For a town that’s so small, it’s surprising that East Glacier has two parts. A few businesses line up along MT Rte. 49, while the rest are on US Hwy. 2 at the point where the two roads intersect. When I drove through the first part, I thought, “wow, that’s it?”, but then was pleasantly surprised to find more up ahead.
There are a couple of restaurants and stores on the MT 49 portion, but nothing exciting, until you spot what very well might be the World’s Largest Purple Spoon. It’s known as “Big Martha”, and stands proudly outside the Spiral Spoon store. Inside, you’ll find more spoons – a lot more – all hand made, in an incredible variety of shapes and sizes.
After MT 49 dips under the railroad tracks, it abruptly ends, and you find yourself in the otherpart of East Glacier. There are several restaurants and stores here. I walked through the Glacier Park Trading Company and didn’t see anything I couldn’t live without, except for a Snapple, as I recall.
Just south of the intersection, you’ll find one of the area’s grand old lodges: Glacier Park Lodge & Resort. I stopped along the side of the road for a picture, and thought about going inside. I’ve heard it’s beautiful, and the lobby is huge, with a ceiling supported by the trunks of giant trees. But, the overall gloom of the day combined with my desire to make it back to Kalispell before dark, and after a few seconds of contemplation, I headed on. There comes a time in every road trip when you just can’t stomach the thought of making one more u-turn, or finding one more parking space. I was at that point.
So, I moved on. After you leave East Glacier on US 2, there isn’t much to see. The road is comfortably wide, and you can drive along as fast as the car in front of you allows. The impressive towering escarpments are miles to the north. In this area, there are only high hills, most covered with trees. The highway stays outside the park for almost the entire trip around its southern end, except for one brief section.
US 2 enters the park for just a few miles around Goat Lick Overlook. I stopped, even though the goats are much more likely to hang out here in the spring (they like to lap up the minerals in the exposed rock).
For miles, I had noticed a bit of smoke in the air, but once I stepped out of the car, I knew a forest fire must be nearby. In the above picture, you can almost make out the extra layer of haze in the air (please try to discern it from the other gloomy ingredients in the atmosphere, mostly clouds).
You park at Goat Lick, then walk a few hundred feet down a path to a viewing platform. If you stand in exactly the right place, and peer off into the distance (with binoculars, hopefully) you might be lucky enough to see a white blob which, again if you’re lucky, may be an actual mountain goat.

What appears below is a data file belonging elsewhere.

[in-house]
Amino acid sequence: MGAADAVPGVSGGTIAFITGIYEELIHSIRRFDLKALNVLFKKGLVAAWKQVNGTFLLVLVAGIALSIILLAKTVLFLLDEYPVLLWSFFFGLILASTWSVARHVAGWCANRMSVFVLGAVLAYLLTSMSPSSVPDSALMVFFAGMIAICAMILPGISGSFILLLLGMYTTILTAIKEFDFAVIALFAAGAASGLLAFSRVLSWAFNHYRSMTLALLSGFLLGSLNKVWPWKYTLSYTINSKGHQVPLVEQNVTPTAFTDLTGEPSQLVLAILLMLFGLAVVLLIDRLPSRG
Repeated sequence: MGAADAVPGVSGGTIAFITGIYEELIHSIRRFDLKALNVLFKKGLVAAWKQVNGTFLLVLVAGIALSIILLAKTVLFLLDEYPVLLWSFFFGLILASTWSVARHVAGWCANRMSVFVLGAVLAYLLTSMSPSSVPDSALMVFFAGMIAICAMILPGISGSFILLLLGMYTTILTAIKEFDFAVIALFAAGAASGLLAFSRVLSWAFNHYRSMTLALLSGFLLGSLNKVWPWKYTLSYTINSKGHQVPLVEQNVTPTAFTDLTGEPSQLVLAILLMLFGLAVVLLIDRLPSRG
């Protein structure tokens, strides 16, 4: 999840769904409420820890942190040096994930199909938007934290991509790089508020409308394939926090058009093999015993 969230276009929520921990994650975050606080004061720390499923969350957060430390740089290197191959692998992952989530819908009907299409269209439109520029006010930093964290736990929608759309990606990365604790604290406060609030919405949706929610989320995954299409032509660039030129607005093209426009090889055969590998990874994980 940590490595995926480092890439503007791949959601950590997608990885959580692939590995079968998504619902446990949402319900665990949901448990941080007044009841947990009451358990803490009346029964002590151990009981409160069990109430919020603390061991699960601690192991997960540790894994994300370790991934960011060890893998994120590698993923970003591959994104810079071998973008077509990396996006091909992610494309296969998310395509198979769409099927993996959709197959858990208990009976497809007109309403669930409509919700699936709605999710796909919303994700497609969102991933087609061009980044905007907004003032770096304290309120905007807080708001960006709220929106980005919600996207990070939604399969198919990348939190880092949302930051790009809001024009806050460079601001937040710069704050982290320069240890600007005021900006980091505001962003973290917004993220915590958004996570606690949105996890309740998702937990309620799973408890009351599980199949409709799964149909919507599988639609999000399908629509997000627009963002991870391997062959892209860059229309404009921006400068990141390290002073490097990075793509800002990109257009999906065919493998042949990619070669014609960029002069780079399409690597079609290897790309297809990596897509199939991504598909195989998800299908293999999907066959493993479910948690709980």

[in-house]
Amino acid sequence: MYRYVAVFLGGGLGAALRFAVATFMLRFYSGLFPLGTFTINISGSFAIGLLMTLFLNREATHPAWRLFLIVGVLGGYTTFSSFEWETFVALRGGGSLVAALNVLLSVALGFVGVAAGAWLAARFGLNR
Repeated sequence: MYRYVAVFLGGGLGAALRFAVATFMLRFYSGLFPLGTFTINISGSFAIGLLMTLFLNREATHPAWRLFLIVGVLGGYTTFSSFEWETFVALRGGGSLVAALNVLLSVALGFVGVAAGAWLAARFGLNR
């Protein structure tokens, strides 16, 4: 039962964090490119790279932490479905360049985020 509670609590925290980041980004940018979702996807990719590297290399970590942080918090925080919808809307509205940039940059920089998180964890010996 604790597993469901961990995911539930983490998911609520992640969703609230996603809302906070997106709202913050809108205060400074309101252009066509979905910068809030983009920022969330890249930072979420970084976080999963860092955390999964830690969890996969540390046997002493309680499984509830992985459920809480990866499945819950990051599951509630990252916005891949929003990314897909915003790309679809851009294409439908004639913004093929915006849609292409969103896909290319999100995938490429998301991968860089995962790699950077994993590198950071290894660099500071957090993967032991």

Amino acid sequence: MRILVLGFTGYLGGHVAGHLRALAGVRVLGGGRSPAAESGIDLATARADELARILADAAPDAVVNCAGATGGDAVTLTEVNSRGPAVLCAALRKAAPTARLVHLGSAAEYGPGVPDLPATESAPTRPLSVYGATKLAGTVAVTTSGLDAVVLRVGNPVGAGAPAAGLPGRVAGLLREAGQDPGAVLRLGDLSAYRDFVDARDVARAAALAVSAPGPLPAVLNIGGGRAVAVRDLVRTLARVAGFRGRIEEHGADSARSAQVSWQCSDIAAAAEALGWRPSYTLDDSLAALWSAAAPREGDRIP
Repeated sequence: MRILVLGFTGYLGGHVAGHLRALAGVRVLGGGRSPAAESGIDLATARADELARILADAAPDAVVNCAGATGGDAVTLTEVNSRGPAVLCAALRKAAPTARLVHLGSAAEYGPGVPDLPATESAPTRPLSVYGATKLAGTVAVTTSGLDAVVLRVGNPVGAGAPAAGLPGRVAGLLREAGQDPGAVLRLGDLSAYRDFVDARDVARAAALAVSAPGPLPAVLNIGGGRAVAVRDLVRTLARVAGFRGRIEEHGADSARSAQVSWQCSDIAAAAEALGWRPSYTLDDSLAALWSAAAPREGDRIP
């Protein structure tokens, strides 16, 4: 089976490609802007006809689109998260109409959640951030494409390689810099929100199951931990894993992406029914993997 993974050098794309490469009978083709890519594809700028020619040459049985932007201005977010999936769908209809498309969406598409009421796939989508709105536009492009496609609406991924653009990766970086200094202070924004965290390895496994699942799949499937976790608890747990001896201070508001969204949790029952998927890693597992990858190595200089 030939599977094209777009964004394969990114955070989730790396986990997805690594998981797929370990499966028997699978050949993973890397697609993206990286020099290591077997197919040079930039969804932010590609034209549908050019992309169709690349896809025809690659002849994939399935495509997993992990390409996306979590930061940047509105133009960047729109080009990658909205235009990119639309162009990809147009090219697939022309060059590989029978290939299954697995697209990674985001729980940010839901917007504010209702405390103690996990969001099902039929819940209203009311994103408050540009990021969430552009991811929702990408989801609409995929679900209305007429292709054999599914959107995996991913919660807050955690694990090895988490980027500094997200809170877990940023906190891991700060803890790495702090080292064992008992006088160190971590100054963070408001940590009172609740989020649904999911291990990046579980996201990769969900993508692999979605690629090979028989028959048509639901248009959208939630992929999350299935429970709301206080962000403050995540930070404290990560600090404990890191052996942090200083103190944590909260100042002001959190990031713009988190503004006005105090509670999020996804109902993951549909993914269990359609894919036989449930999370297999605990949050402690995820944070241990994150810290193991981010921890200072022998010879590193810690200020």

I’m not quite sure how I ended up at this overlook along with an entire tour group. There were at least two vanloads of elderly people, all trying to spot mountain goats a half mile away. They were all standing in the one spot at the end of the viewing platform where you could kinda-sorta see the tiny white blobs walking along the side of the equally white cliff. As I stood and waited for my turn at the end of the viewing platform, I wondered why I was even bothering with tiny white blobs, when just the day before, I was close enough to an entire herd of mountain goats to pat each one on the head. This hardly seemed impressive. At any rate, the elderly crowd finally made room for me, I extended my zoom lens all the way out to 200mm, and took this picture…
…of a tiny white blob.
By the time I completed the circuit, and arrived back at West Glacier, it was less than an hour before dark. I decided there wasn’t any reason to head back into Kalispell, so I turned south just past Hungry Horse. As the sun set, I cruised through the Flathead Valley, on the east side of the lake.
After dark, and after I had met up with US 93, I drove through the most difficult and dangerous construction zone I had ever experienced. Oh, and add to that, the longest. I guess MDoT had decided to resurface the road, but they went about it in the strangest way–by simply removing it. For mile after mile, this Federal Highway was nothing but dirt and orange barrels. At least 30 miles, I estimated. Every mile or two the lanes would shift from the main travel lanes to the shoulder, then back again. It was pitch black, except for the blinding lights of the road construction rock-haulers that would rumble by me, engulfing me in a cloud of dust.
After about a half-hour of this madness, that same frustration that earlier had kept me from making a u-turn, now began effecting my right foot. Missoula was still 60 miles away, at least, and if I kept going 25 miles an hour, I’d never get there. 50 mph sounded much better, to hell with the flying gravel and zero-visibility inside the dust clouds. And if I die out here, my loved ones can cash in on a nice lawsuit against MDoT.
Of course there was no lawsuit, and no horrible crash, and I’m happy to report the rental car agency didn’t notice any of the dings that resulted from that brutal drive. I made it to Missoula and had a very nice night, with enough sleep to re-gain my ability to make u-turns and control my speeding.
Note: This trip was first published in 2006. Much of the same area was covered in the Big Sky trip in 2014.